3. 1 of Sick Caesars Madness and Malady in Imperial Rome Hardcover Condition Used GoodSold by greatbuybooks_us 1.69I would urge you to read Suetonius rather than Grant This is just taking the medical snippets out of Grant s own Suetonius rip off, and he doesn t even have the decency to liven it up at all with a jest or jape.I bought this as a fun powder room read but it may well go down the pan instead duh doh Take for example Tiberius, a mere four sides took him from cradle to grave and nary a men [...]


  4. I don t know why it s so satisfying to read about Augustus Caesar s migraines, or the fact that battle so unnerved him that he d have to lie down nursing his head until the fighting was over Maybe it s just me Anyway, this book gives a really fascinating medical history of the Caesars, though in many places Michael Grant is simply quoting himself from one of his other books, which felt somehow cheap Also, he digresses into a couple of oddly vehement rants about the disease of believing in astrol [...]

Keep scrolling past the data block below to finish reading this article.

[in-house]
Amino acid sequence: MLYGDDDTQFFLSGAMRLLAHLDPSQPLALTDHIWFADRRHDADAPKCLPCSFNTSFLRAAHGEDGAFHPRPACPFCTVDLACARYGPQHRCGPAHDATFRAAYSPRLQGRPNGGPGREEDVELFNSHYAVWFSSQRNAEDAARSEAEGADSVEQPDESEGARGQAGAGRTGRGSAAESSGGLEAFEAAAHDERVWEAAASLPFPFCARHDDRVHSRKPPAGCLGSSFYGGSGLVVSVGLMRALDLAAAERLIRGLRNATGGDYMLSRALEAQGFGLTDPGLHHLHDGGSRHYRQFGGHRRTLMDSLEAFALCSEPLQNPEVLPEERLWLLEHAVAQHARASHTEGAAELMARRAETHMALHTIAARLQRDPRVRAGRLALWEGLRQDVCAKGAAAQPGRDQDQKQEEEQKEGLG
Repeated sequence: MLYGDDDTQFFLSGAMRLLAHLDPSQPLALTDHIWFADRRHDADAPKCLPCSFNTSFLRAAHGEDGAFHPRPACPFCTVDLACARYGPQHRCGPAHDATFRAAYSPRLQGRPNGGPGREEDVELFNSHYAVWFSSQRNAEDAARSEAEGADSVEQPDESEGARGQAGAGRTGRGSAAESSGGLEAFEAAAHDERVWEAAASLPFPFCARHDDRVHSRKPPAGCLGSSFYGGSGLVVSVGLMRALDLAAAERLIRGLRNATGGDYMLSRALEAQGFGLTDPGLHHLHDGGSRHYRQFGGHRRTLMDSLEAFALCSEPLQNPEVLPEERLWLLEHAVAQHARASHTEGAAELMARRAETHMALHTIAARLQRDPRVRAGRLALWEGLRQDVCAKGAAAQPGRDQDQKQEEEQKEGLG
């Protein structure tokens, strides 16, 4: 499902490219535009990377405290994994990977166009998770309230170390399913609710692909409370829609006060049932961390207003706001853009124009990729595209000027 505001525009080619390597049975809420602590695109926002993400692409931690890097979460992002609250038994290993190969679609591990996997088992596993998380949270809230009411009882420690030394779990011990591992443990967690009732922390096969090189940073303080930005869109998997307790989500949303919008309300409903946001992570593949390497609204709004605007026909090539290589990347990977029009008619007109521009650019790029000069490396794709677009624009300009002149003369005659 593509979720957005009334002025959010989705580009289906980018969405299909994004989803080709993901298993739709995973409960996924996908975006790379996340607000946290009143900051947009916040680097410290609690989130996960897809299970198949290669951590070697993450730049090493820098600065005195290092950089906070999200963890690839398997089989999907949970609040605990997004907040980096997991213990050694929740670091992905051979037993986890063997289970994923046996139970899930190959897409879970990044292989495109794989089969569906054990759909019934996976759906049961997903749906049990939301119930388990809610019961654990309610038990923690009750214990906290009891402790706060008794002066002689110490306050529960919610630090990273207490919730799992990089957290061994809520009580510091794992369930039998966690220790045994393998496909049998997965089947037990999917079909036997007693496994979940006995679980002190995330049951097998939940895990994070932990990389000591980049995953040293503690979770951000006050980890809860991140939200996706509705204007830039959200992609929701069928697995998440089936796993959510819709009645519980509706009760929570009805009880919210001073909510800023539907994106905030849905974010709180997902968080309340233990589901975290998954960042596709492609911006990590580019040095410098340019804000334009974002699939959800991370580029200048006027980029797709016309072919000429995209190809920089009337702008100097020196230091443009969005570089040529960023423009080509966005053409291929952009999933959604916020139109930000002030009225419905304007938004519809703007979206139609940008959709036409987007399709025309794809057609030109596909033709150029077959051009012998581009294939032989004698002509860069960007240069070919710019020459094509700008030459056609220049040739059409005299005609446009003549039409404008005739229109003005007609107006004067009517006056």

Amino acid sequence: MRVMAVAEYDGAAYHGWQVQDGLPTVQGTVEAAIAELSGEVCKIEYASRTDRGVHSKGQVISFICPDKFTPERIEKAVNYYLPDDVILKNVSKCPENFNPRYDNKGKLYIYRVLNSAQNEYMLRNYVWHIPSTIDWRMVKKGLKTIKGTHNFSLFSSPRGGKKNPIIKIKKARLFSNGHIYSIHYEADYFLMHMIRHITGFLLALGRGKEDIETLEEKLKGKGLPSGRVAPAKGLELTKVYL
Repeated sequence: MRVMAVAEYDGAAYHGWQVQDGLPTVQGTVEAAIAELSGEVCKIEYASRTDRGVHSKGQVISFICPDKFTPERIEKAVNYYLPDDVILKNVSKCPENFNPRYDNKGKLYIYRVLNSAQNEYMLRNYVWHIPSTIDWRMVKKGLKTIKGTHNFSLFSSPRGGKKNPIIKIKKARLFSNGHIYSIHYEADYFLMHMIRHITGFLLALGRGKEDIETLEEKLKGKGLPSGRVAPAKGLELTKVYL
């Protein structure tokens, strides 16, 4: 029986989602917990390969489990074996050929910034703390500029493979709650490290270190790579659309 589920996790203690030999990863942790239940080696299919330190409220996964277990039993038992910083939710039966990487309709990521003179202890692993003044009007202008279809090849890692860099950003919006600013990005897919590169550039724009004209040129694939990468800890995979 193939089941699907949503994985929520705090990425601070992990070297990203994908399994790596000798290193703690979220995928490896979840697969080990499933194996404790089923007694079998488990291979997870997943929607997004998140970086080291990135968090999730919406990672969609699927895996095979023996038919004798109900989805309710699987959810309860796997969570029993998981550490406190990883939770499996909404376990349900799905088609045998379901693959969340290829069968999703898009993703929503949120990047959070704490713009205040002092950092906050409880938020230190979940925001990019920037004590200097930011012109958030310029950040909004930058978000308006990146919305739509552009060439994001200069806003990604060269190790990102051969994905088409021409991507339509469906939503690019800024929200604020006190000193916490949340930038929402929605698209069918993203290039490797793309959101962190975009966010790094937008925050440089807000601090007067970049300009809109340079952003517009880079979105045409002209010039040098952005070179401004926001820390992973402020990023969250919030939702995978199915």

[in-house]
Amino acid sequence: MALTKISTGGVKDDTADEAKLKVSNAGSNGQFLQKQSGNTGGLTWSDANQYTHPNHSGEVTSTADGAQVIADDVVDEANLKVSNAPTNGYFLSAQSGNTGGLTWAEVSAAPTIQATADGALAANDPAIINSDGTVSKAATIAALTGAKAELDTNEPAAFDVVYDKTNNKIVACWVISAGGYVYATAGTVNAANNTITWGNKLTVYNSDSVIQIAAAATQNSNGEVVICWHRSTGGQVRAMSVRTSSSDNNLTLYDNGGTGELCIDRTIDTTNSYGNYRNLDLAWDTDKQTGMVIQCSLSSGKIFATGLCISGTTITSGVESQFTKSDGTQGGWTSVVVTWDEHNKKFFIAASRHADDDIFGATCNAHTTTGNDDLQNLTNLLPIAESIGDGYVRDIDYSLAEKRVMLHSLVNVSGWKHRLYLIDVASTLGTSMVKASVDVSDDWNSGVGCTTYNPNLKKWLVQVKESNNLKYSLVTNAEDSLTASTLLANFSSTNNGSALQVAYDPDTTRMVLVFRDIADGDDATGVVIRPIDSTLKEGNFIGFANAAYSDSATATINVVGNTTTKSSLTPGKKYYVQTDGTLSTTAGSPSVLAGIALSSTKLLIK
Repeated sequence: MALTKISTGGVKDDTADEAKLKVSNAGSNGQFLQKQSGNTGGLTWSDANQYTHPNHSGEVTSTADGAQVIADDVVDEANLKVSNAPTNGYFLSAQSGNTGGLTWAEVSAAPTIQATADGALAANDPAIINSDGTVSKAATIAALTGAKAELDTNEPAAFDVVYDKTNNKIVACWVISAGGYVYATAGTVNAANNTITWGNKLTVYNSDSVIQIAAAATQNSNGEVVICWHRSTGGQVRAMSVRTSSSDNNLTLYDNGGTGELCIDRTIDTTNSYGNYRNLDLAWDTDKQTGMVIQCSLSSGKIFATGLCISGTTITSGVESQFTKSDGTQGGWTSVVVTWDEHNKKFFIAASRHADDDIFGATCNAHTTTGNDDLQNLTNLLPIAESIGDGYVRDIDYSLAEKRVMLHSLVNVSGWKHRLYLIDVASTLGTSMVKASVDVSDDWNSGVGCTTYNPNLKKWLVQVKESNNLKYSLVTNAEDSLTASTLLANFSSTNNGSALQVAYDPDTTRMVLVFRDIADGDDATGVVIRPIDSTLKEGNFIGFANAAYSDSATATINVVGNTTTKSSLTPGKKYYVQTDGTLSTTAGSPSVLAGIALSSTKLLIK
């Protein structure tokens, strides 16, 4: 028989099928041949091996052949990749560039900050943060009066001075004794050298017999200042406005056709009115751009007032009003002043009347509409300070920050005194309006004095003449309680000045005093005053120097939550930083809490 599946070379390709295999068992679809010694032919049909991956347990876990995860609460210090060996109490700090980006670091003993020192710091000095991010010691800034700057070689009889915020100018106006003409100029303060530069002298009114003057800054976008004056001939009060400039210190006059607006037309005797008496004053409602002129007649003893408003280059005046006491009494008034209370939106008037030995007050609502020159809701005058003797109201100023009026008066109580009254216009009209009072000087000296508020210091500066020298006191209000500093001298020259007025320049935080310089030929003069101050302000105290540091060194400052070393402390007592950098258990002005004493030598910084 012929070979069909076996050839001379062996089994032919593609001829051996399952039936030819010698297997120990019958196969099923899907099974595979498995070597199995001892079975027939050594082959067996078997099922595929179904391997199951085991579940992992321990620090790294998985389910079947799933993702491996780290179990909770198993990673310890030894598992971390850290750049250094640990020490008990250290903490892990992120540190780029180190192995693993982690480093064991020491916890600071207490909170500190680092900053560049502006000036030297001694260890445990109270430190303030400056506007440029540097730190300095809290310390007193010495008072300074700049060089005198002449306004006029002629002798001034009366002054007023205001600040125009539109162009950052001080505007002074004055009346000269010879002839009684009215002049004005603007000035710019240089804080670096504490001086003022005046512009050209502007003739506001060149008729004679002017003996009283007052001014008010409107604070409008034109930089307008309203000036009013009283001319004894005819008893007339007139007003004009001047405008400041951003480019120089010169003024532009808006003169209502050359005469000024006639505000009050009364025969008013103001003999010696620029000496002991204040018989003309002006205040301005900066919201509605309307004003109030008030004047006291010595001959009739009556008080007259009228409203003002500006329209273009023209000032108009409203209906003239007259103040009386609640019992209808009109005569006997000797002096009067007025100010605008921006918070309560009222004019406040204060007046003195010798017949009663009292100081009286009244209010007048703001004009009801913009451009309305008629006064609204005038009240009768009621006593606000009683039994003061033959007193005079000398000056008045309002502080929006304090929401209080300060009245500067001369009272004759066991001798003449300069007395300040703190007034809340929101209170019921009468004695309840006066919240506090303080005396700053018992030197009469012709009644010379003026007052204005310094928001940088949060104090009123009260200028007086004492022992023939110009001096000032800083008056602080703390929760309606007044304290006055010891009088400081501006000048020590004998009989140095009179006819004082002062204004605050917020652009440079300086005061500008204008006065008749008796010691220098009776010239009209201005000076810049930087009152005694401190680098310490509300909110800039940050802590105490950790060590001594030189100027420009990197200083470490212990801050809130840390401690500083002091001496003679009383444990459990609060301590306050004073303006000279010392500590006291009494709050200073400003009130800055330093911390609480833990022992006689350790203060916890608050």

5. Some accounts were good, however he contradicts himself by admitting that belief in astrology isn t a sickness he claims probably 10 15 Caesars are sick this way.